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  • Writer's pictureTerry Pace

Little Bird

By Jerry Jeff Walker (RIP 1942 - 2020)

Jerry Jeff Walker passed away October 23, 2020 in Austin, Texas. He was one of the most influential "Texas Outlaw" musicians of the 1970's and he continued recording and touring most of his life. When he released the live album "Viva Terlingua" in 1973 (recorded in Luckenbach, Texas) I was 15 going on 16 and I remember going and buying the album somewhere in Lubbock and soon enough also bought an 8-track tape for my car. Along with Willie Nelson's "Red Headed Stranger" in 1975 this outlaw country music and the larger than life images of Jerry Jeff, Willie, Waylon and others gave me an early identity as what we then called a "redneck hippy." By this I then meant someone of independence, fun loving, compassionate; rooted in the life of rural country living and hard work but a skeptic of sorts, a bit of a loner, a long-haired boot stomping cowboy.

I still have that same vinyl Viva Terlingua album. It is a treasure. Every song on the album is a masterpiece. In addition to several of his own songs, Jerry Jeff covered great songs by Willie Nelson (Wheel), Gary P. Nunn (London Homesick Blues), Guy Clark (Desperados Waiting for a Train), Michael Martin Murphey (Backsliders Wine) and Ray Wiley Hubbard (Up Against the Wall, Redneck Mother). Among his own songs on the album are the fun loving "Sangria Wine" and the tender "Little Bird" about time and love gone by, but remembered by watching the life of a little bird:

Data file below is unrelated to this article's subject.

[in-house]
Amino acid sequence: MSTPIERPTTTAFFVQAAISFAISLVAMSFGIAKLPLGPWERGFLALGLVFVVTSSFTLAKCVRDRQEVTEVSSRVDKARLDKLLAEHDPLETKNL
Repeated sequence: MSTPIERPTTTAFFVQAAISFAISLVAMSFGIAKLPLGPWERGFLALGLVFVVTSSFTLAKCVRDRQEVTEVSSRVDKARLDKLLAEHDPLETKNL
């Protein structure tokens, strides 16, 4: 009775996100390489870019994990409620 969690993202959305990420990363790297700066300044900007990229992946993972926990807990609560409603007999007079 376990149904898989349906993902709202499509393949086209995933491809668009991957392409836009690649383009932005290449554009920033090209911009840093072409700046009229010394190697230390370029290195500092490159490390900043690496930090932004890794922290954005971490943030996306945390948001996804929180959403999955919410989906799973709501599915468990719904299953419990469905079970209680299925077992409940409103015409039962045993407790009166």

Little Bird come sit upon my window sill

Sat there through the falling rain

I watched that little bird upon my window sill

Saw my thoughts of you go by again

Perhaps the most well known song written by Jerry Jeff is "Mr. Bojangles." Perhaps his most popular radio hit is his cover of Guy Clark's "LA Freeway." Jerry Jeff was born and raised in New York, adopting Texas and its musical tradition as a young adult. This showed me that my then rural Texas- centric experience and way of thinking could often be wrong and that if a New Yorker could become a full on Texas icon then most other barriers I believed in were also likely to be limited if not entirely false. Jerry Jeff opened my eyes to try to see more clearly and with less bias, a process I have continued pursuing my entire life.

In 1975 I took my then girlfriend and future wife, Elaine to one of the first real concerts I saw all on my own. We saw Jerry Jeff Walker and the Lost Gonzo Band play at the former Lubbock Municipal Auditorium. I loved the genera breaking, blending of musical styles in his music. While rooted in country, his music fused rock, folk, jazz, blues and Tejano. He left a deep influential musical legacy and some sweet memories in his songs.

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